Wildlife: Love em, but let them forage on their own.
State F&W wardens meet with local wildlife lovers
Living among the deer and the turkeys makes Cambrians happy. But feeding them is a bad idea.
“It’s bad for the animal, and bad for the entire herd,” said California State Fish & Wildlife warden Richard Roodzant. He spoke in October to a group of about 40 people at the Unitarian Universalist meeting place in Cambria.
Holly Pierro, Outdoor Education Coordinator for Camp Ocean Pines, brought three young rabbits to the event, for those attending to pet and enjoy. They amused the group by engaging in decidedly mature behavior, right there in front of everyone. Wildlife is, well, wild.
Turkeys, Deer and everything else
Some intentionally feed wildlife, but others may not notice that they are attracting wildlife. Bird feeders spill over and turkeys come to feed on it.
“At first, it’s one or two, but soon it will be 20 or 30,” he said. “They get so habituated that they will roost on vehicles and houses. They have spurs on their legs that can chip the paint on your car. They can be dangerous.”
Some feed deer, but deer can also be attracted to livestock feed on local ranches.
“Deer are curious,” he said. “They will eat dog food. If your feed is going faster than expected, it may be that deer are eating it.”
Deer fences can keep deer separate from livestock.
Poachers hunt deer out of season or against other regulations. Deer that are habituated to people give poachers easy opportunity to shoot them. Poachers’ bullets can go astray and hit other marks, even people.
“Innocent feeding of deer can result in damage or even loss of life,” he said.
He gave the example of a big buck recently hit by a car and killed on the road.
“Deer that are accustomed to humans come near roads,” he said.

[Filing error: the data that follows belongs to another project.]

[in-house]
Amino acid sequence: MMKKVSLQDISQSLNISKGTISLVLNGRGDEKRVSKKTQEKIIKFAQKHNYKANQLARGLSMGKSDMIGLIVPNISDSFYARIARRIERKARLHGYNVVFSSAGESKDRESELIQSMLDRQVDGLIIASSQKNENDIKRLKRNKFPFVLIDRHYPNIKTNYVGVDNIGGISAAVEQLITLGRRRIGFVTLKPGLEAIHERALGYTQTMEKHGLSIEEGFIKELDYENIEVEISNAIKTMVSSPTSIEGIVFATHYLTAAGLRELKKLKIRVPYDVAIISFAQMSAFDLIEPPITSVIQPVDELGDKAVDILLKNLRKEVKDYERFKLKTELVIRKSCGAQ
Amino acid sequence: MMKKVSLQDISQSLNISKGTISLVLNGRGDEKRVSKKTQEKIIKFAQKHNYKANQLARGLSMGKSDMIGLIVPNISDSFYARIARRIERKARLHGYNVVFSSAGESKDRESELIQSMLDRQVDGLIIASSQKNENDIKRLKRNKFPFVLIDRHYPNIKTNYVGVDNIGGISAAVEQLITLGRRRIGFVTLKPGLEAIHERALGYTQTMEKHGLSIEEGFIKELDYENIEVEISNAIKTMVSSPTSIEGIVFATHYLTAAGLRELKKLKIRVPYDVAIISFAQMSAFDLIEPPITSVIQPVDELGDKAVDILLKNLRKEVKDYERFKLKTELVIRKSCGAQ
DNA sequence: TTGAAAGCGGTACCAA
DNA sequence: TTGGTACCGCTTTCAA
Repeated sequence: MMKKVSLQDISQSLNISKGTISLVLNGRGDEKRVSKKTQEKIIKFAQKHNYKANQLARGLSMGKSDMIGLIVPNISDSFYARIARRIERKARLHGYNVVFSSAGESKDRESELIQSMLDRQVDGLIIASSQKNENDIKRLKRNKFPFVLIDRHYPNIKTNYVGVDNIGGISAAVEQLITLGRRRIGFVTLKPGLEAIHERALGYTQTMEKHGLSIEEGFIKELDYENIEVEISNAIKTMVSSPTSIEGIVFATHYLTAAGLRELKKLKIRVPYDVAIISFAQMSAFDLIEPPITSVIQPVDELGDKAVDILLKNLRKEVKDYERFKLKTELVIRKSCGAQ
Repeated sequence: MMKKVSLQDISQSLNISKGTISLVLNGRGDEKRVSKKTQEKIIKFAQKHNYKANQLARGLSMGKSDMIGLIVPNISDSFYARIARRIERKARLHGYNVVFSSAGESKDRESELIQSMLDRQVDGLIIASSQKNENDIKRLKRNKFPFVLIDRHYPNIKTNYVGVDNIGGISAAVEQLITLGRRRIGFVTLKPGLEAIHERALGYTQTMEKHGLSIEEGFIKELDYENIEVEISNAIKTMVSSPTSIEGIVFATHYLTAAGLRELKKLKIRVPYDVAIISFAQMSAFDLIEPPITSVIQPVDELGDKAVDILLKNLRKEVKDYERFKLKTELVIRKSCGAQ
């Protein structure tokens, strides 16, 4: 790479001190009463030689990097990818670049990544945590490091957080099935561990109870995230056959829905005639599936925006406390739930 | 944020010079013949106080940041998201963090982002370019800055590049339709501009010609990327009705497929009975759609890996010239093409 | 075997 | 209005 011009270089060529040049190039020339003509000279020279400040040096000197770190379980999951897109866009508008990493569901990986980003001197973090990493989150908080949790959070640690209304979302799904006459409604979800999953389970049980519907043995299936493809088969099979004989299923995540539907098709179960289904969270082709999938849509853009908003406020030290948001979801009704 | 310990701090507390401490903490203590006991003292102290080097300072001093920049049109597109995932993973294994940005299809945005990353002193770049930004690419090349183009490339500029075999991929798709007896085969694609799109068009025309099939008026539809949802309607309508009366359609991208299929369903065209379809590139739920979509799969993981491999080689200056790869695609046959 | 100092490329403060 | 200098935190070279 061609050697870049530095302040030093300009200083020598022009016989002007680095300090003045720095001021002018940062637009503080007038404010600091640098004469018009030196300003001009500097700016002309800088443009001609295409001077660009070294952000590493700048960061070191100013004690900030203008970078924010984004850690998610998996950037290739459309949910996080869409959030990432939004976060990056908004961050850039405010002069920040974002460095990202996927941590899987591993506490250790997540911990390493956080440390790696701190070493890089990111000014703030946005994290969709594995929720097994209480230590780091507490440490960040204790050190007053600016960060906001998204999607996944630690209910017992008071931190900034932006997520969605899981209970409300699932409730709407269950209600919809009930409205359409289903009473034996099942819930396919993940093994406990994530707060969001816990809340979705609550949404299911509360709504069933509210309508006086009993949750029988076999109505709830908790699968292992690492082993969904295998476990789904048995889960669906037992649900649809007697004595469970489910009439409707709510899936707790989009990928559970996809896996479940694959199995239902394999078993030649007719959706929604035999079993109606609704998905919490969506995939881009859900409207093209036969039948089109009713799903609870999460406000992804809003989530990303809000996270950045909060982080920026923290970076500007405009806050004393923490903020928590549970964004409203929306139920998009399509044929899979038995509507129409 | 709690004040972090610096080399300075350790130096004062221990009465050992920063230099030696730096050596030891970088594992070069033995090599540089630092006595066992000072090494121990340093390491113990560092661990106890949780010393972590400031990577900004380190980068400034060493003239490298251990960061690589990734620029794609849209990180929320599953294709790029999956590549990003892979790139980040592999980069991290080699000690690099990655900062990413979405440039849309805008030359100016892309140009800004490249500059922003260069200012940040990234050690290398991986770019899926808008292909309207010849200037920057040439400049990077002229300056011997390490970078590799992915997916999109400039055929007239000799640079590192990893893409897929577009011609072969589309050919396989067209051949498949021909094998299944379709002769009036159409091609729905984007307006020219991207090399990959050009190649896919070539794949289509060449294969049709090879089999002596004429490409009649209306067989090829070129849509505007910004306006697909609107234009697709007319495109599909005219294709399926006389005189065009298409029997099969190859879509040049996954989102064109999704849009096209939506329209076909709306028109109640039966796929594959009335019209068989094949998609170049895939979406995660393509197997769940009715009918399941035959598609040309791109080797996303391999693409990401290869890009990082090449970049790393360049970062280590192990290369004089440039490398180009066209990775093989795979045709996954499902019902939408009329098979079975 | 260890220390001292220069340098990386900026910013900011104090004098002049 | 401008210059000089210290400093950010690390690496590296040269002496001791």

Feeding small animals such as raccoons and opossums attracts their predators, coyotes, to come feed on them. Coyotes will also prey on fawns. Dog food left out overnight is especially attractive. Unprotected trash is as irresistible to small animals as it is to bears.
Mountain lions prey on deer
Deer are the main prey of mountain lions, so feeding deer inevitably brings mountain lions. Mountain lions may then prey on pets and even threaten children.
Leaving a dog on the deck may put the dog at risk if deer have been fed in the neighborhood and mountain lions follow them.
“When a mountain lion finds your dog is easier to catch than a deer, you may only find a collar on the deck,” he said. “If mountain lions are in the area, keep your eyes open and your head on swivel.”
Mountain lions are territorial. Relocation of coyotes and mountain lions requires careful planning. It’s not good management to make an individual someone else’s problem.
The roving individuals that come into town usually move on.
Warden Jason Chance responded to questions. The department’s jurisdiction includes migratory paths, creeks, and riparian corridors. Local wildlife paths that may be disrupted by construction are not included.
“We have to find balance,” Chance said. “People need places to live. We protect statewide migratory paths.”
Technically, within the letter of the law, feeding wildlife can be defined as harassment: an intentional act that disrupts normal behavior.
“Enticing an animal off its normal patterns by feeding them is actually harassing them,” he said.